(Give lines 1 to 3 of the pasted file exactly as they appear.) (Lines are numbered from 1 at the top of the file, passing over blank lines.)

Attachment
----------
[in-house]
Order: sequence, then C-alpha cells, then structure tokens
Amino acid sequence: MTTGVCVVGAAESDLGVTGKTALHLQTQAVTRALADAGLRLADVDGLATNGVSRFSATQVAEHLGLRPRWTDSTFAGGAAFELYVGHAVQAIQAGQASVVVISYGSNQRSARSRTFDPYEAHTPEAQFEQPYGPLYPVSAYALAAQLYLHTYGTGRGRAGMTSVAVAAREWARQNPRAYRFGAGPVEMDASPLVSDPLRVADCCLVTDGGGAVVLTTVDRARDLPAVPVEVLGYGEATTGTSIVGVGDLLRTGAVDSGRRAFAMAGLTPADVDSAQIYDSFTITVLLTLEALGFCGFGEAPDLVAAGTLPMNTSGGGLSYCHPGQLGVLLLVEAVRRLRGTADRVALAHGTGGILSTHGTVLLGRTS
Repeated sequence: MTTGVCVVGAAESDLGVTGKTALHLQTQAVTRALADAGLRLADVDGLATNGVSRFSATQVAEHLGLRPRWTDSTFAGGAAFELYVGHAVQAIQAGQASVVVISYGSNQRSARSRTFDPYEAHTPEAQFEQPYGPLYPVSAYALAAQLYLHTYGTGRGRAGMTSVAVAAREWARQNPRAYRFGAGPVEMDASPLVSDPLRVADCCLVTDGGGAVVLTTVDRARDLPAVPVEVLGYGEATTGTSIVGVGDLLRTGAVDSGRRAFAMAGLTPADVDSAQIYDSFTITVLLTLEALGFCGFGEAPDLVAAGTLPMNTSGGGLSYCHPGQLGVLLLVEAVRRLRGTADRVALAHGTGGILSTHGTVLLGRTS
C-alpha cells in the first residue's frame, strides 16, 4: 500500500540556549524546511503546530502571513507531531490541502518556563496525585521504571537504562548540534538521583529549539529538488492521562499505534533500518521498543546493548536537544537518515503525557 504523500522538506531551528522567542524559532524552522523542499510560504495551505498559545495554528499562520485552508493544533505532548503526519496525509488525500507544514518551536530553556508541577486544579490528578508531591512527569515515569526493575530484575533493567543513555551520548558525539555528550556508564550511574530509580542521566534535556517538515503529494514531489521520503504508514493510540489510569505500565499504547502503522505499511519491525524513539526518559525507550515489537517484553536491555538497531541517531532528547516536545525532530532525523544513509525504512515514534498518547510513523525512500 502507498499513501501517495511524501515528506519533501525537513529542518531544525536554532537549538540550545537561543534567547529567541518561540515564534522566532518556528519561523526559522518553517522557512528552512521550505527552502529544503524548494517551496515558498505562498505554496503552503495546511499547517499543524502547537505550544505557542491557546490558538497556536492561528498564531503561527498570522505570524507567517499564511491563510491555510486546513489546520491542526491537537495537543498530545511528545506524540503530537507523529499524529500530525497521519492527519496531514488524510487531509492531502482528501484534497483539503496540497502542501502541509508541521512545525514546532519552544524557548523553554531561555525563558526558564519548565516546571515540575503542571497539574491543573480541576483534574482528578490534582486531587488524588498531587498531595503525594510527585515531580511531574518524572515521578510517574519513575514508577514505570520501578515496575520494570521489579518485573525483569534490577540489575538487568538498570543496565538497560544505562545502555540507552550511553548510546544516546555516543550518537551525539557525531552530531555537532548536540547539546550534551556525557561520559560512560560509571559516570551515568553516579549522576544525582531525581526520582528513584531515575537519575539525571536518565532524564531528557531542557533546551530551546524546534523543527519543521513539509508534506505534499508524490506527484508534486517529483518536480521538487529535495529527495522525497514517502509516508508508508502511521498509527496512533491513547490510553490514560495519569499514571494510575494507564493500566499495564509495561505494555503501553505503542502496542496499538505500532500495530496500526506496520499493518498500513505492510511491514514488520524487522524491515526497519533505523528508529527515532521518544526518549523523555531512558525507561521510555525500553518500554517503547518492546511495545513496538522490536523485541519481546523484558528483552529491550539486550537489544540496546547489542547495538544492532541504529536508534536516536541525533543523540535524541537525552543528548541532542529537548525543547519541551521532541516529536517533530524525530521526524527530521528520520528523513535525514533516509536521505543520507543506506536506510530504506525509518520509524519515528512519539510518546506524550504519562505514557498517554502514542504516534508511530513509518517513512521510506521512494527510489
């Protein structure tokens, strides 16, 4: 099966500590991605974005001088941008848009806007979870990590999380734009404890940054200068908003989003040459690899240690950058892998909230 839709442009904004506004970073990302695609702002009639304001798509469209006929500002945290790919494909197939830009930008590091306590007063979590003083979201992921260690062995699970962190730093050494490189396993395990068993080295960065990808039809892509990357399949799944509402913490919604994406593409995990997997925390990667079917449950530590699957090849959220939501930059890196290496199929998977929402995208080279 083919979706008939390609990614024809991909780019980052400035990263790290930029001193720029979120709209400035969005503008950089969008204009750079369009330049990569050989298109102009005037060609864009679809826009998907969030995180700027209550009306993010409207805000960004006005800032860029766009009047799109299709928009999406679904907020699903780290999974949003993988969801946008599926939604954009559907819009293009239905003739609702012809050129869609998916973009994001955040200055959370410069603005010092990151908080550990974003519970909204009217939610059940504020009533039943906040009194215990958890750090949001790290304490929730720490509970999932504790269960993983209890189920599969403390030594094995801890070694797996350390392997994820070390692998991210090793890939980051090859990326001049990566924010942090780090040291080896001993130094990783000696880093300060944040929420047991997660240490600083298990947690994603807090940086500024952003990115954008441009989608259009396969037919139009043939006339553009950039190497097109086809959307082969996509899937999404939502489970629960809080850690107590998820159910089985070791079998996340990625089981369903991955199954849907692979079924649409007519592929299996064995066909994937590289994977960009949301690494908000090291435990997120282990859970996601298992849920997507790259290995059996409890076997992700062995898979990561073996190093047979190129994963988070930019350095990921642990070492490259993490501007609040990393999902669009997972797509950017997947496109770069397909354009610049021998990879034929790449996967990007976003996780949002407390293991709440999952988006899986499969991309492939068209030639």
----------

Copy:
[in-house]
Order: sequence, then C-alpha cells, then structure tokens
Amino acid sequence: MTTGVCVVGAAESDLGVTGKTALHLQTQAVTRALADAGLRLADVDGLATNGVSRFSATQVAEHLGLRPRWTDSTFAGGAAFELYVGHAVQAIQAGQASVVVISYGSNQRSARSRTFDPYEAHTPEAQFEQPYGPLYPVSAYALAAQLYLHTYGTGRGRAGMTSVAVAAREWARQNPRAYRFGAGPVEMDASPLVSDPLRVADCCLVTDGGGAVVLTTVDRARDLPAVPVEVLGYGEATTGTSIVGVGDLLRTGAVDSGRRAFAMAGLTPADVDSAQIYDSFTITVLLTLEALGFCGFGEAPDLVAAGTLPMNTSGGGLSYCHPGQLGVLLLVEAVRRLRGTADRVALAHGTGGILSTHGTVLLGRTS